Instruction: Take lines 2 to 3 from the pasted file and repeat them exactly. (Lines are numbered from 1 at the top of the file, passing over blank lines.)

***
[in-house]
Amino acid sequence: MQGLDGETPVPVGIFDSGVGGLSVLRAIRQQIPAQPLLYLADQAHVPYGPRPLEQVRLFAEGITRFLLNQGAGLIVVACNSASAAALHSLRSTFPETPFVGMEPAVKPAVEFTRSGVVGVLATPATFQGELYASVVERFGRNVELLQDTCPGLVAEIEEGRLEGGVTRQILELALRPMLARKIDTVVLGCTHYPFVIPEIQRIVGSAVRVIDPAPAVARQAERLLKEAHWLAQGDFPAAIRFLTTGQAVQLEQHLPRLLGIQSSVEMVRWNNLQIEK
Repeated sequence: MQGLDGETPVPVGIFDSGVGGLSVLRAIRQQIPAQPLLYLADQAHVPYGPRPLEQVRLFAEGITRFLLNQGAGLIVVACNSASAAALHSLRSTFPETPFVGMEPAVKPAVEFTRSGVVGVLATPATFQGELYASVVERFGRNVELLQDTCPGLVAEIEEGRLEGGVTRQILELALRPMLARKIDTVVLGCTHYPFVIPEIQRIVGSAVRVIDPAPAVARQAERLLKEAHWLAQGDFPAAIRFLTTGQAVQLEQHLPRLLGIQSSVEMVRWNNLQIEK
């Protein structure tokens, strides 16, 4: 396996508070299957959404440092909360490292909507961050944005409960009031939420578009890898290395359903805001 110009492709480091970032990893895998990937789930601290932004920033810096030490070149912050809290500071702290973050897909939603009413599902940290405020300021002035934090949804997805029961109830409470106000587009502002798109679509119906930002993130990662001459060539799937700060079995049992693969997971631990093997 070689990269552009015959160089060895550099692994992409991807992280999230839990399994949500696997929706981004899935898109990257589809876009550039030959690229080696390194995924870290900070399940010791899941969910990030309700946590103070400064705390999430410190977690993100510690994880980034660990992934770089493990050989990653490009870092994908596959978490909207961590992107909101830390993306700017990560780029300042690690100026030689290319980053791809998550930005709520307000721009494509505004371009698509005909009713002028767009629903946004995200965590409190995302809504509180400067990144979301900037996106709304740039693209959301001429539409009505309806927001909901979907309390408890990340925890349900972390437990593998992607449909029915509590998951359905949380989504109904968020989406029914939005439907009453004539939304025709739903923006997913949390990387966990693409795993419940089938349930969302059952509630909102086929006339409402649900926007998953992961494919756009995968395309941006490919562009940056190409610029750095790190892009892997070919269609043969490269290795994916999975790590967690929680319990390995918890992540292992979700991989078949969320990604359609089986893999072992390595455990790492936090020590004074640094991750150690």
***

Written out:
Amino acid sequence: MQGLDGETPVPVGIFDSGVGGLSVLRAIRQQIPAQPLLYLADQAHVPYGPRPLEQVRLFAEGITRFLLNQGAGLIVVACNSASAAALHSLRSTFPETPFVGMEPAVKPAVEFTRSGVVGVLATPATFQGELYASVVERFGRNVELLQDTCPGLVAEIEEGRLEGGVTRQILELALRPMLARKIDTVVLGCTHYPFVIPEIQRIVGSAVRVIDPAPAVARQAERLLKEAHWLAQGDFPAAIRFLTTGQAVQLEQHLPRLLGIQSSVEMVRWNNLQIEK
Repeated sequence: MQGLDGETPVPVGIFDSGVGGLSVLRAIRQQIPAQPLLYLADQAHVPYGPRPLEQVRLFAEGITRFLLNQGAGLIVVACNSASAAALHSLRSTFPETPFVGMEPAVKPAVEFTRSGVVGVLATPATFQGELYASVVERFGRNVELLQDTCPGLVAEIEEGRLEGGVTRQILELALRPMLARKIDTVVLGCTHYPFVIPEIQRIVGSAVRVIDPAPAVARQAERLLKEAHWLAQGDFPAAIRFLTTGQAVQLEQHLPRLLGIQSSVEMVRWNNLQIEK